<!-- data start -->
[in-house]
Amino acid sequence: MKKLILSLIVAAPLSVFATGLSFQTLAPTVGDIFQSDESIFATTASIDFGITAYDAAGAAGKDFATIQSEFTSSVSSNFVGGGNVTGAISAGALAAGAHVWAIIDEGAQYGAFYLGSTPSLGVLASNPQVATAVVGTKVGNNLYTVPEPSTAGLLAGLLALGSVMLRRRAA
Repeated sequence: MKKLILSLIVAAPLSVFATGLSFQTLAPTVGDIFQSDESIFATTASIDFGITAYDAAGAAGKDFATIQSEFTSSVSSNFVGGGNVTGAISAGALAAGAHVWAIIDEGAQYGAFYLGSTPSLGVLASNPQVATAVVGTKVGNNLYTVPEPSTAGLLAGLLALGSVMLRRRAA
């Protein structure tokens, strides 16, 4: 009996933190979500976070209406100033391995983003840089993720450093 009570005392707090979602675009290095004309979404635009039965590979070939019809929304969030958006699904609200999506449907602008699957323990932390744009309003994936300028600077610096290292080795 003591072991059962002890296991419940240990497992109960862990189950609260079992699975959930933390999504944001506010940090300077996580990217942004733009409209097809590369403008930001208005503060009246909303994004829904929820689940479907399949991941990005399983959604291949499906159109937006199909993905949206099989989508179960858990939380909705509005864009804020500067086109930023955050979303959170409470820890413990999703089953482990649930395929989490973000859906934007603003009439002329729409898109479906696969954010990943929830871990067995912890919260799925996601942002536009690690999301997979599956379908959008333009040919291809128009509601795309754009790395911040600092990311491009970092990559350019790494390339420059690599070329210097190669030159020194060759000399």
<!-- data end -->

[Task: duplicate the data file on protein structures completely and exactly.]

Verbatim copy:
[in-house]
Amino acid sequence: MKKLILSLIVAAPLSVFATGLSFQTLAPTVGDIFQSDESIFATTASIDFGITAYDAAGAAGKDFATIQSEFTSSVSSNFVGGGNVTGAISAGALAAGAHVWAIIDEGAQYGAFYLGSTPSLGVLASNPQVATAVVGTKVGNNLYTVPEPSTAGLLAGLLALGSVMLRRRAA
Repeated sequence: MKKLILSLIVAAPLSVFATGLSFQTLAPTVGDIFQSDESIFATTASIDFGITAYDAAGAAGKDFATIQSEFTSSVSSNFVGGGNVTGAISAGALAAGAHVWAIIDEGAQYGAFYLGSTPSLGVLASNPQVATAVVGTKVGNNLYTVPEPSTAGLLAGLLALGSVMLRRRAA
């Protein structure tokens, strides 16, 4: 009996933190979500976070209406100033391995983003840089993720450093 009570005392707090979602675009290095004309979404635009039965590979070939019809929304969030958006699904609200999506449907602008699957323990932390744009309003994936300028600077610096290292080795 003591072991059962002890296991419940240990497992109960862990189950609260079992699975959930933390999504944001506010940090300077996580990217942004733009409209097809590369403008930001208005503060009246909303994004829904929820689940479907399949991941990005399983959604291949499906159109937006199909993905949206099989989508179960858990939380909705509005864009804020500067086109930023955050979303959170409470820890413990999703089953482990649930395929989490973000859906934007603003009439002329729409898109479906696969954010990943929830871990067995912890919260799925996601942002536009690690999301997979599956379908959008333009040919291809128009509601795309754009790395911040600092990311491009970092990559350019790494390339420059690599070329210097190669030159020194060759000399």